Top US science agencies received very few sexual harassment complaints from researchers at universities: Report
Most science agencies learned about instances of sexual harassment from the media and other sources, according to the report on sexual harassment in STEM Research, released by the US Government Accountability Office (GAO)
Five major science agencies in the US, which provide most of the federal Science, Technology, Engineering, and Mathematics (STEM) research grant funding to universities, received very few sexual harassment complaints from researchers at grantee universities from 2015 through 2019.
This is despite a 2018 report by the National Academies of Sciences, Engineering, and Medicine, which said that “sexual harassment is common in academic science, engineering, and medicine”.
The five federal agencies (three agencies from cabinet-level departments and two independent agencies) together funded approximately 80% of STEM research from the fiscal year 2015 through 2017, the latest data available, according to a report on Sexual Harassment in STEM Research, released by the US Government Accountability Office (GAO).
These include Department of Agriculture, including the National Institute of Food and Agriculture (USDA-NIFA); Department of Energy (DOE); National Aeronautics and Space Administration (NASA), an independent agency; National Institutes of Health (NIH), an agency of Health and Human Services (HHS); and National Science Foundation (NSF), an independent agency.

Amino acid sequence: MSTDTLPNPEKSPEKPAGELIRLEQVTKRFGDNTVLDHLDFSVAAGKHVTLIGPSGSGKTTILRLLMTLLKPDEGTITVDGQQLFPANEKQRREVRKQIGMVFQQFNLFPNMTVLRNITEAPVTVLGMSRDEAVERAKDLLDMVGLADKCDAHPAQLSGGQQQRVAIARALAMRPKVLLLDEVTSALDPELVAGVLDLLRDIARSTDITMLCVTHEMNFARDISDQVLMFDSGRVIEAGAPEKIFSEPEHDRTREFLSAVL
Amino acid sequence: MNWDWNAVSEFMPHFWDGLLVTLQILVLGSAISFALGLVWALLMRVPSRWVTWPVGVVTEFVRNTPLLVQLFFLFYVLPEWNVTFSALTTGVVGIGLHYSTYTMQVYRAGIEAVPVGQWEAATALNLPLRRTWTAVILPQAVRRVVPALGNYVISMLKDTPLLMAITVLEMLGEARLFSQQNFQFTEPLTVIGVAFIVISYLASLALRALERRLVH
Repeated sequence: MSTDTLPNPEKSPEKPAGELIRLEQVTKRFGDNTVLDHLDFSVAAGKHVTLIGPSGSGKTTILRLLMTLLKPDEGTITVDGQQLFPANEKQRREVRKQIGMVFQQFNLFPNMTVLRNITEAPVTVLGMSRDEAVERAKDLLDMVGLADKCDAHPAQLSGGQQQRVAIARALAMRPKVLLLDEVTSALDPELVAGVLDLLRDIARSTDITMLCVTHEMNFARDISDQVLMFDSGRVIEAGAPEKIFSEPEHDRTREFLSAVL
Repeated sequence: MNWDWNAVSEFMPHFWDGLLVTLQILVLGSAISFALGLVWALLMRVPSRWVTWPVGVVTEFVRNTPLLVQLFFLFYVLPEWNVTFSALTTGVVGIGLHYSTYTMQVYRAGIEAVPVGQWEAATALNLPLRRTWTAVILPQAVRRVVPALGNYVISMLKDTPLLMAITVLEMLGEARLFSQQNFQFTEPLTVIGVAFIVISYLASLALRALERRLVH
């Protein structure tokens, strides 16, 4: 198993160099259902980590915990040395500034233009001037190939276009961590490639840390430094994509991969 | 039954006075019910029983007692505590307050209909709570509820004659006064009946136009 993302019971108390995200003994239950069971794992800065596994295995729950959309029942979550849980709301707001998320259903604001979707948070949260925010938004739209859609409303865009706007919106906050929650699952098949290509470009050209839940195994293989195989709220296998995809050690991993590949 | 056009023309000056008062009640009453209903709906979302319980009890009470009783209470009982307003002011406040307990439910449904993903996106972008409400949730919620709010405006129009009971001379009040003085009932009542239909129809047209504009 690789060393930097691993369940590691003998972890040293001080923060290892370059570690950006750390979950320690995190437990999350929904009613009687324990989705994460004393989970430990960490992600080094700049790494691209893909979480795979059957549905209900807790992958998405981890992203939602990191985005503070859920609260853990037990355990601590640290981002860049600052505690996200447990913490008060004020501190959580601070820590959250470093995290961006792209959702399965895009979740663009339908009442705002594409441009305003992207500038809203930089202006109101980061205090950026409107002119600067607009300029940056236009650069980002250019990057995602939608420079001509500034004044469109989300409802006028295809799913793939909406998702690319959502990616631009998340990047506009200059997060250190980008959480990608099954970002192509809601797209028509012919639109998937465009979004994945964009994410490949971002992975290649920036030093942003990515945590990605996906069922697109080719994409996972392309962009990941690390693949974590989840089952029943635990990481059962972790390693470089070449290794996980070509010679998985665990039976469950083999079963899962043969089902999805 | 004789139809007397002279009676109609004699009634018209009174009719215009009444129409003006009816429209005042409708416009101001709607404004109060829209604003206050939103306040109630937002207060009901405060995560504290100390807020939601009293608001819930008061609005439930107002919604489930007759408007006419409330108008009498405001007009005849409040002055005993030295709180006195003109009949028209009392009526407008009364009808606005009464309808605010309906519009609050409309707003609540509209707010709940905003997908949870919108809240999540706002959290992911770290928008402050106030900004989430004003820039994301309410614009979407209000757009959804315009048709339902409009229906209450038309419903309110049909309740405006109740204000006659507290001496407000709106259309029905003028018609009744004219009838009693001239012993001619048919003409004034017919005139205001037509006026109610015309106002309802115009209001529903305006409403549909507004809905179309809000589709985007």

Four of the five selected agencies received three or fewer complaints from individuals at grantee universities from fiscal year 2015 through 2019, according to a preliminary analysis of sexual harassment complaint information, the report said.
“Based on preliminary information, the availability of agency staff and budget varies across the five selected agencies for efforts to address sexual harassment complaints at universities that use federal funds for STEM research. While four of the five agencies received three or fewer sexual harassment complaints from individuals at grantee universities from 2015 through 2019, changes to agency grantee policies or requirements could impact the number of complaints an agency receives and the amount of resources an agency needs to address them,” according to the GAO report, which contains preliminary observations on policies for university grantees and information sharing among selected agencies.
According to the report, in 2017, US universities were awarded over $15 billion in federal grant funding for STEM research.
“Federal agencies are required to enforce Title IX - a law prohibiting discrimination on the basis of sex in education programs receiving federal financial assistance - including at universities they fund. Sexual harassment is not only degrading and illegal, it has a negative effect on the ability of women to engage in research at the same level as men. GAO was asked to review federal efforts to help prevent sexual harassment,” the report said.